Is Saleh al-Sammad's death a prologue to Houthi collapse?
In Yemen, neither presidents nor citizens are safe. Death is expected at any moment, regardless of one's position.
This is a tough, painful and confusing time for the Houthis. Al-Sammad is the top leader the Houthis have lost since the breakout of war in 2015. He is the second-highest ranking figure in the Houthi movement after Abdulmalek al-Houthi, the chief of the group.
Houthis have admitted the loss, and vowed vengeance against the United States and Saudi Arabia. Such a reaction is an indicator of an impending and ferocious escalation of war in Yemen.
"The sacrifice of the martyr president will be a motive for more sacrifice and steadfastness," said Abdulmalek al-Houthi in a televised speech, a few minutes after the announcement of al-Sammad's death.
The Houthi leader appeared sad, heartbroken and bereft while mourning the death of al-Sammad live on TV. He held what he called the "aggression forces" - the US and Saudi Arabia - responsible for the death of the "president".
|Houthis have admitted the loss, and vowed vengeance against the United States and Saudi Arabia. Such a reaction is an indicator of an impending and ferocious escalation of war in Yemen|
Now, the Iran-allied Houthis are preparing for more war, as their opponents prepare for victory. This is a sign the pace of violence and bloodshed is likely to intensify in the months to come.
"The aggressors imagine that resistance would stop with the assassination of Yemeni officials, but they would be taught a lesson with ballistic missiles," the Houthi-run Saba news agency said.
Before his rise as a Houthi political icon, al-Sammad was a school teacher in Saada, where he was born. Over the six years of fighting between the forces of late President Saleh's regime, he was a key supporter of the Houthis. The Houthi-regime war began in 2004 in Saada, the stronghold of the Houthi movement.
When the 2011 uprising broke out against the regime of Saleh, the Houthis capitalised on the turbulence and grew stronger through their engagement in protests. They appointed al-Sammad in 2011 as the head of the Ansar Allah Political Council, their political wing.
During the uprising, the presidential palace of Ali Abdullah Saleh, who had ruled Yemen since its unification, was attacked and President Saleh suffered serious burns, retiring from public life while seeking treatment.
Abed Rabbu Mansour Hadi, Saleh's deputy, took over the day-to-day leadership and was officially elected to the presidency in 2012.
When in 2014, the Houthis partnered with Saleh, the now-recovered former president, to seize Sanaa, the Houthi dominance deepened and their power exceeded that of the legitimate government, led by Hadi.
At the time, al-Sammad was appointed an adviser to Saleh, the former president.
In July 2016, the Houthis and Saleh formed the Supreme Political Council to manage areas under their control. Al-Sammad was appointed the head of the council and since then has been called the president of Yemen in Houthi-controlled areas.
With al-Sammad now gone, the Houthis have been swift to nominate a successor. They appointed Mahdi Almashat as the new president. Almashat was previously chief-of-staff to the Houthi chief, running the office of the leadership. The move aims to convey the message that the war will continue unabated - and the loss of a leader will not end with defeat for the group.
The Saudi-backed Yemen government and all anti-Houthi fighters in Yemen see a great victory in al-Sammad's death. They sense they are approaching a triumph over the Houthi forces.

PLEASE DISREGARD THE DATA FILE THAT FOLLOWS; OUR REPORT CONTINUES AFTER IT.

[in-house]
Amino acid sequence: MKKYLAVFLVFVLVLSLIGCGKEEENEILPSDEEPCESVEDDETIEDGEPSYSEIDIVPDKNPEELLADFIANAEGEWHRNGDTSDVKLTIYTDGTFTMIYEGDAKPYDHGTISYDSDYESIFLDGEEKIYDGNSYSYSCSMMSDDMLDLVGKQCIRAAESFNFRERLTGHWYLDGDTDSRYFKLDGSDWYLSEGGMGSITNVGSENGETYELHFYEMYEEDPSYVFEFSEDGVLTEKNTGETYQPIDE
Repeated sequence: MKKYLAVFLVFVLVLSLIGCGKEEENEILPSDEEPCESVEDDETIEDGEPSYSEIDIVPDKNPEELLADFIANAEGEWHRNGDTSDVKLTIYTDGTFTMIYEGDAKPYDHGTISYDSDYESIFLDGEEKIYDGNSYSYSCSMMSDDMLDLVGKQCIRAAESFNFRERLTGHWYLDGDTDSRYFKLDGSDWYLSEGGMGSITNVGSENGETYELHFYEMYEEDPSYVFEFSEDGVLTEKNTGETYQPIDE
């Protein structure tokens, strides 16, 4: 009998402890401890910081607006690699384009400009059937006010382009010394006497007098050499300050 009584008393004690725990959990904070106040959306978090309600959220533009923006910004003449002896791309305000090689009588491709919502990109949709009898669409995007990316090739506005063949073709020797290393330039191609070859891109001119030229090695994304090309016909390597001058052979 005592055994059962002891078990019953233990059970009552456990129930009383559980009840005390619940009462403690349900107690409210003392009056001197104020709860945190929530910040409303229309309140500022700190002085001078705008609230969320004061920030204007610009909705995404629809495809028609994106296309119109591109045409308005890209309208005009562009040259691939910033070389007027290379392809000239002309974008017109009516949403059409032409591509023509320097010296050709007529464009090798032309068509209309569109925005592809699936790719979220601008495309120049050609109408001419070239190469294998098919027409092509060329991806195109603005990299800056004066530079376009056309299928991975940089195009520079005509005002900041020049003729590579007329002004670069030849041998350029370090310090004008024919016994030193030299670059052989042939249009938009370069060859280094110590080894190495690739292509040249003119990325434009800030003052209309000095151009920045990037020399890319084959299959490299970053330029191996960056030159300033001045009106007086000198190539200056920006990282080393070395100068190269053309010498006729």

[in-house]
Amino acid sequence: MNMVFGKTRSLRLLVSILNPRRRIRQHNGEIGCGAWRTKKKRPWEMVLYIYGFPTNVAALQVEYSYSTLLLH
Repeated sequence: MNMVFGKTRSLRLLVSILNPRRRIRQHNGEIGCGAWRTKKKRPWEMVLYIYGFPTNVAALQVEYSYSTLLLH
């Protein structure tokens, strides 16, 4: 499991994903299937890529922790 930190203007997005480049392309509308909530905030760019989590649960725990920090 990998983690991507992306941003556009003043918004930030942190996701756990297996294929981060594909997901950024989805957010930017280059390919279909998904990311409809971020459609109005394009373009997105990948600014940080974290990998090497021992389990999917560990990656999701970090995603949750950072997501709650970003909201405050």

Rajeh Badi, the spokesperson of Yemen's internationally recognised government said the death of al-Sammad was "good news for Yemenis".
Badi said Yemenis had celebrated widely at the death of al-Sammad, who along with other figures "initiated the war in Yemen to serve the Iranian project".
Nowadays, Houthis have more foes than friends in Yemen. Late last year, they killed their military and political ally, former president Saleh. Today, Saleh's nephew, Brigadier Tareq Saleh is leading an army in Yemen's south and is reported to have pushed towards Hodeidah where al-Sammad was killed.
|Read more here: Is Tareq Saleh making a comeback to battle Yemen's Houthis with UAE-funded militias?|
Anti-Houthi forces are burning with enthusiasm to persist in the fight, as Houthi losses embolden them to intensify their advances in hope of scoring a decisive military win.
While the Houthis say al-Sammad's death will not lead to changes in favour of their arch-rivals, many political observers say the Houthis are now experiencing difficulties.
"The death of al-Sammad is a severe blow to the Houthis because he is the major political front of the group and he will not be replaced easily," said Maged al-Madhaji, a Yemeni writer and researcher.
|The Houthis have been using al-Sammad as an icon for their rising political power, given his communication skills and his ability to win loyalties and resolve conflicts. Other leading Houthi members do not possess such skills|
"The Houthis have been using al-Sammad as an icon for their rising political power, given his communication skills and his ability to win loyalties and resolve conflicts. Other leading Houthi members do not possess such skills," Madhaji added.
Ali al-Bukhaiti, a Yemeni politician and former Houthi member, agreed that the Houthis had sustained a serious loss.
"Al-Sammad was the beautiful face of the Houthis. Now, Houthis have only ugly faces. Al-Sammad had played a vital role in resolving many issues," Bukhaiti said.
Deaths of leaders will not bring peace to Yemen, irrespective of their religious and political affiliations.
When former president Saleh was killed late last year, the war raged on. The death of this Houthi leader has been confirmed, but the conflict has yet to grind to a halt.
The writer is a Yemeni journalist, reporting from Yemen, whose identity we are protecting for their security.